Trinax Andorra - ©

Expedition To Andorra I: Tiny Nation, Big Culinary Heritage!

We’ve visited the cuisines of some pretty large countries in our world-romp ‘Expedition To’ series. Now it’s time to go micro. In fact, we’re going to Andorra, one of the smallest independent sovereign states in the world. It’s colourful food traditions owe a lot to France and Spain…

Escudela - © notesfromamessykitchen.comEscudella: The national dish of Andorra…

Landlocked Andorra has an official area of only 181 sq. miles / 468 sq. km and is surrounded by the Pyrenees mountains on three sides. It’s situated on the border of France and Spain and its culture – though heavily influenced by those much larger neighbours – retains its own distinctive touches. The same can be said for its cuisine, which has developed largely in response to its alpine climate.

Andorra is believed to have been created by Charlemagne, and became an independent principality in 1278. It’s survived as such through centuries of European unrest – especially between France and Spain – and became a member of the United Nations in 1993. It’s capital, Andorra la Vella, is the highest in Europe, at at an elevation of 1,023 m / 3,356 ft.) above sea level.

Of special interest to us is the fact that Andorrans enjoy the longest life expectancy of any country in the world – 85.5 years. Their diet must have something to do with that!

On our menu today

Escudella: A hearty stew. This is Andorra’s national dish, characteristic of the hearty fare folks in this mountainous principality have developed to fortify themselves against the harsh weather. A special favourite for holidays, Escudella has a little bit of everything in it. It starts with a hambone broth containing pasta (large shells), beans and veggies (mainly potatoes and cabbage), and rice. Meats may include any or all of: chicken, pork, ham, meatballs, or sausages. Simmer the bone, meats and beans for at least 2 hours. Then remove the bone and add the cabbage, potatoes, rice and pasta shells, simmering until the spuds and rice are tender.

Cargols a la llauna: Snails. ‘Cargols’ sounds a bit like ‘Escargots’, which is snails in French. But the dish is actually an import from the nearby region of Catalonia in Spain. Snails are washed, purged and placed on a shallow tray (sheet pan).

Cargols a la Llauna - ©

They’re drizzled with olive oil and garlic mayonnaise, anointed with fresh ground black pepper and a pinch of salt, and bake for just a few minutes before finishing under the broiler. If Escudella wasn’t the national dish of Andorra, Cargols probably would be.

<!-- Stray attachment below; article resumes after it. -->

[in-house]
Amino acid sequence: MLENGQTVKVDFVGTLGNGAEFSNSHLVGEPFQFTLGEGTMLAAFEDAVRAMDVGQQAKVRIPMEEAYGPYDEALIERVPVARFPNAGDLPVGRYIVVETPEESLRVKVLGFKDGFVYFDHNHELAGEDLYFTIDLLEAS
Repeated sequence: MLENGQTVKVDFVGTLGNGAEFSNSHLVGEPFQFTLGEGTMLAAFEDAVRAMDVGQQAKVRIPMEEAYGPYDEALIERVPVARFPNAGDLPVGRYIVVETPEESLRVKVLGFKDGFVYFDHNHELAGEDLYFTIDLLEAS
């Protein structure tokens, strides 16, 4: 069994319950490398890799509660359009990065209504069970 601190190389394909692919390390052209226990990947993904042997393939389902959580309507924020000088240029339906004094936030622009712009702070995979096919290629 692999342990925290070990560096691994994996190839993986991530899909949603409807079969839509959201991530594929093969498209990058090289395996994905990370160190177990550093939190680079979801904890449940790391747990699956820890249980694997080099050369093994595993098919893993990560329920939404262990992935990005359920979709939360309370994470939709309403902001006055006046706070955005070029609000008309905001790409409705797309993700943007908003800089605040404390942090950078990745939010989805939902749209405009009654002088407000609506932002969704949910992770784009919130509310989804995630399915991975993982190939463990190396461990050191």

Trucha a la Andorra: Baked Trout. Yes, Andorra is landlocked. But, no, it is not waterless. In fact its rivers are richly endowed with freshwater fish, the favourtie of which is Trucha (Trout). In fact, the trout come so large there that some folks call them salmon!

Trucha a la Andorra - ©

The fish are customarily gutted with the head and tail left on, stuffed with fresh herbs and lemon slices, wrapped in bacon or thin slices of ham, and baked or grilled until the skin is crispy and the flesh is flaky.

Embotits: Literally, ‘cold (cured) meats’. But the term is usually used to refer to Andorra’s ‘national sausage’. It’s made both at home and at butcher shops and is found in every supermarket. It’s a simple recipe based on pork seasoned with salt and black or red pepper. But there are many variations – as many as there are cooks who make it! Embotits are usually hung and dried, and need no further cooking, but they’re often added to soups or stews, or other cooked dishes.

Cunillo: Rabbit. One popular game animal that’s plentiful in Andorra is the rabbit. It’s cooked in a variety of ways, but is most commonly disjointed and braised with tomatoes, onions, potatoes and white wine.

Cunilla - ©

It’s as popular as chicken – perhaps more so.

Cannelloni Andorrana: An interesting dish that resembles more or less conventional (Italian influence) Cannelloni, stuffed with a meaty filling of minced lamb, pork and chicken.

Cannelloni Andorrana - ©

It’s topped with a with a thick, rich (Lasagna-like) layer of Béchamel Sauce and cheese, and baked until the cheese turns golden brown. It’s made at home and offered in most restaurants.

Chicory Salad: While root veggies are king in Andorra during three seasons of the year, wild Chicory grows lush and plentiful on the country’s mountainsides in summer, and is popular as a salad. Combined with chopped nuts and bacon bits, it’s usually served with grated hard cheese on top.

Trinxat: Potato Cake. This traditional potato dish starts with mashed spuds mixed with finely chopped leeks and cabbage, and studded with small-diced bacon or pork fact (see photo, top of page). The mixture is then formed by hand into patties (cakes) and pan fried until golden. A favourite side dish or appetizer at big suppers.

A small sample from a large national cookbook…

In spite of its small size and overbearing influences from neighbours France and Spain, Andorra boasts a surprisingly rich food heritage marked by its own distinctive traditions. Tomorrow, we’ll look at a few of the country’s favourite breads, desserts and beverages…

~ Maggie J.